Being diagnosed with a serious illness is overwhelming, shocking and life-altering. Many residents in Florida are not prepared to deal with a chronic illness diagnosis; however, most are willing to take the steps to address their medical needs. But, medical treatment can be hard on the body, and this process can take a toll on the patient. This not only disturbs his or her quality of life, but it also can make it impossible to work. Under these circumstances, Social Security Disability benefits could be an extremely beneficial resource for the patient.
Although we are constantly versed with ways to improve our heart heath, heart disease is still the number one killer in the United States. While we take many steps to avoid heart-related diseases and conditions, this does not always prevent us from suffering such a difficult illness.
Heart disease can take a lot out of a person. It can become challenging to even complete the simplest daily task. And when daily tasks become obstacles, it is clear that basic work activities are also challenging. Thus, many heart patients find it difficult to keep a job. But there are options when a heart disease sufferer finds him or herself permanently unable to work. He or she could seek financial relief from the Social Security Administration by applying for Social Security Disability.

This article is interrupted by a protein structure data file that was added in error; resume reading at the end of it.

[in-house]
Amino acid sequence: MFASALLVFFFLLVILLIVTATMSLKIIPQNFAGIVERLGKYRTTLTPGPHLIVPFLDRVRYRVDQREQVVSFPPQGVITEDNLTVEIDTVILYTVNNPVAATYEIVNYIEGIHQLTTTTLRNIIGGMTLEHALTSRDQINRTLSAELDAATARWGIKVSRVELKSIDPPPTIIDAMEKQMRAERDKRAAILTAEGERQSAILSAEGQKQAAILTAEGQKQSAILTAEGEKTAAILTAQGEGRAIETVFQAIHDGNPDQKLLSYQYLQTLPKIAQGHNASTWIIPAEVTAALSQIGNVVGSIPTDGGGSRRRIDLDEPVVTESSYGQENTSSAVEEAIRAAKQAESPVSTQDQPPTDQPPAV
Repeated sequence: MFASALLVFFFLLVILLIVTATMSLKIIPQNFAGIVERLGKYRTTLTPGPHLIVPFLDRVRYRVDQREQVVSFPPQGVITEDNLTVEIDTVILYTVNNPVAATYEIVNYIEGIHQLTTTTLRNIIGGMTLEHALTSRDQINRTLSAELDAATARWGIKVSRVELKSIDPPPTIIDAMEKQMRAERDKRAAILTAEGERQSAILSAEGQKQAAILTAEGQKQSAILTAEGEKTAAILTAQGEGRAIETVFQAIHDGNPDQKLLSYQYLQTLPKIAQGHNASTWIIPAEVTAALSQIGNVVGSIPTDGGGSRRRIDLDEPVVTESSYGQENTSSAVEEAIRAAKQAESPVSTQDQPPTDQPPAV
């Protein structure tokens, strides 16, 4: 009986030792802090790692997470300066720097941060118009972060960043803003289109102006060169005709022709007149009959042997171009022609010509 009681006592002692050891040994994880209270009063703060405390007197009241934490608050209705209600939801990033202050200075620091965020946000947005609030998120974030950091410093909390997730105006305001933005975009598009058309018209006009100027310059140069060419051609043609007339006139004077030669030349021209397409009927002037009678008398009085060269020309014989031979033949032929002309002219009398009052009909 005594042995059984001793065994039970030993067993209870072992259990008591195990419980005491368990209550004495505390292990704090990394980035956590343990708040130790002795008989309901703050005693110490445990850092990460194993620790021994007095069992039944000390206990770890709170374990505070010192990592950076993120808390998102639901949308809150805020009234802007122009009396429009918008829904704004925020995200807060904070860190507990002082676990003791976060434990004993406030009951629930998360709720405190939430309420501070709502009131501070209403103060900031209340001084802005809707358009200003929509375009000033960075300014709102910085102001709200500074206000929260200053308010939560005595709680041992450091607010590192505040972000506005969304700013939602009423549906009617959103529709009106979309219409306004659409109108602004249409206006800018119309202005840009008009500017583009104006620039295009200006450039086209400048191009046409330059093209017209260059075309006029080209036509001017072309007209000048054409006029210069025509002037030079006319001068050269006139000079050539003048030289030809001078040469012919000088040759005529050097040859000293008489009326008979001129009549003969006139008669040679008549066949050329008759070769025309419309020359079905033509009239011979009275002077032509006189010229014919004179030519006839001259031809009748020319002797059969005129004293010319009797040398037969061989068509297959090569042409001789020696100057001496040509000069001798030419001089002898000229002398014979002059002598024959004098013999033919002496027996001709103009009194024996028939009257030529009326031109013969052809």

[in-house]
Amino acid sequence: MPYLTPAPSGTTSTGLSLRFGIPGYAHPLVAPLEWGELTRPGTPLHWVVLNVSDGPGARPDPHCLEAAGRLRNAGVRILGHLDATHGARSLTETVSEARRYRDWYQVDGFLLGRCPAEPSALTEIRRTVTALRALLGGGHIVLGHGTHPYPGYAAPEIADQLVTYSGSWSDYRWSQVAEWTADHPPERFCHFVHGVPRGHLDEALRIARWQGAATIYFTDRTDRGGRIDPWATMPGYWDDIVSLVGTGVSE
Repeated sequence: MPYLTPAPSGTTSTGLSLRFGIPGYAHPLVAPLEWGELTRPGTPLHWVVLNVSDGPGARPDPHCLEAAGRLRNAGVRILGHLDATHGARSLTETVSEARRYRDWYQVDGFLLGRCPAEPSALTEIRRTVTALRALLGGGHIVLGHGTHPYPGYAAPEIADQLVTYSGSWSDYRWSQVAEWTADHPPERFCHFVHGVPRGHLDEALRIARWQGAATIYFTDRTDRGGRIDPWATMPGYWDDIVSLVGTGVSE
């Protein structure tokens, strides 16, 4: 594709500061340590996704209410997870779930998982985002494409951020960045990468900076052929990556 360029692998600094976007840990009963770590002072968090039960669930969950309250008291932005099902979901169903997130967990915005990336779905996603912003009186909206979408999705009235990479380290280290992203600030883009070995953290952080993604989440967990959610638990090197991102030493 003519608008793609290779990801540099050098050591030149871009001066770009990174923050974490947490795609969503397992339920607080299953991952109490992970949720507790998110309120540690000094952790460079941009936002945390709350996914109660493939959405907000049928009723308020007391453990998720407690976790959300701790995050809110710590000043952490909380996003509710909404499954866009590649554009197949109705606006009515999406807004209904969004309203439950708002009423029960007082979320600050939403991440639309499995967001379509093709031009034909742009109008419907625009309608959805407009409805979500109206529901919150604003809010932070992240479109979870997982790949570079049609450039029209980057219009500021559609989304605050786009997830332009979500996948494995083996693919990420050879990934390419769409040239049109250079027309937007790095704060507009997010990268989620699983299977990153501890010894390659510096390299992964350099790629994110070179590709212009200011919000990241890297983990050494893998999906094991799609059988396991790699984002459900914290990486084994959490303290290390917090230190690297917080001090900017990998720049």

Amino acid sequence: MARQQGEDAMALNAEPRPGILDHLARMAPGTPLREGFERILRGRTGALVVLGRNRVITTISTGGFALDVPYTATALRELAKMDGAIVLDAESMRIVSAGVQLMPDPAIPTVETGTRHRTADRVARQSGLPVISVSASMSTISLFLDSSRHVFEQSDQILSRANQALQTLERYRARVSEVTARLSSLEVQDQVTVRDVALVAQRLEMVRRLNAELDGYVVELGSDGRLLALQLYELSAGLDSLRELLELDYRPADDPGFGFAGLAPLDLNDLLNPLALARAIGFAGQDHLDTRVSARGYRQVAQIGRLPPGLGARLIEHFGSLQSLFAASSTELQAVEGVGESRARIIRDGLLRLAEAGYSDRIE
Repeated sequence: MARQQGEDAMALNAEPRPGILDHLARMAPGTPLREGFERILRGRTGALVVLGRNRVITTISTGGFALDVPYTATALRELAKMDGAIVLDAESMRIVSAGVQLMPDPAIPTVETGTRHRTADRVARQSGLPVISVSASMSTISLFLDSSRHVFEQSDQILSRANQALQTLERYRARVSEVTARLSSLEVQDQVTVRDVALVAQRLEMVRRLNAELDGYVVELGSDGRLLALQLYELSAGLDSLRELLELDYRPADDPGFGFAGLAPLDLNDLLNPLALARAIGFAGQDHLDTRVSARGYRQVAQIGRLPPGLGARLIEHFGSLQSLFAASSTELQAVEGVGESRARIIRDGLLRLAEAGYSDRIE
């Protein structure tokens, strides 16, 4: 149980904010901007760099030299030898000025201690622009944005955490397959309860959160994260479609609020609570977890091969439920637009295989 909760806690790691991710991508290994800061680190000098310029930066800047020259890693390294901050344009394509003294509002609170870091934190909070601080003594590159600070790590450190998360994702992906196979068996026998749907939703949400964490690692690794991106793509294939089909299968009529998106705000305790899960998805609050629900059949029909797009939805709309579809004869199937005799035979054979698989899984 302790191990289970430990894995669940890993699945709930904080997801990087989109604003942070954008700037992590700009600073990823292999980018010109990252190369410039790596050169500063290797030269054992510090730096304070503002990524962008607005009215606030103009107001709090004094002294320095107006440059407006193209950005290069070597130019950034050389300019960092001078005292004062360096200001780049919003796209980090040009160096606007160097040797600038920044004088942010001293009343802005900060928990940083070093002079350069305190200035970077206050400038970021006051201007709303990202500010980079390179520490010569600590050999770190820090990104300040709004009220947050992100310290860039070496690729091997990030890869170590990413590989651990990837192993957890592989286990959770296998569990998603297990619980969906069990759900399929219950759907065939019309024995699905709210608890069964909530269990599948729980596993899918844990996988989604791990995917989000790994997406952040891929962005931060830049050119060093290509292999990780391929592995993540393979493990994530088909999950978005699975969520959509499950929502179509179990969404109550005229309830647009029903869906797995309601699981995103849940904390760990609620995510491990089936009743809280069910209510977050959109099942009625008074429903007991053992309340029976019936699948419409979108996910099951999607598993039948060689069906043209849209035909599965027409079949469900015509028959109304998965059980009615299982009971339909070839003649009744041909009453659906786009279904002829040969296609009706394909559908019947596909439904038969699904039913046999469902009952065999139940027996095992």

SSD benefits could provide a disabled individual with the money they need to purchase necessities. This includes items such as food, clothing or shelter. While this financial resource does not replace the income that they once had when they were working, it does help offset financial hardships caused by a disability.
It is difficult living with a chronic illness. Individuals living with heart disease and other illnesses should understand that they have options to seek assistance from available government programs. It is important to understand the application process, however, because it can be lengthy, detailed and complex. An experienced Social Security attorney can help people in Kissimmee move through the application process.
Source: Empowher.com, “Heart Disease and Social Security Disability,” Mary Kyle, accessed April 9, 2017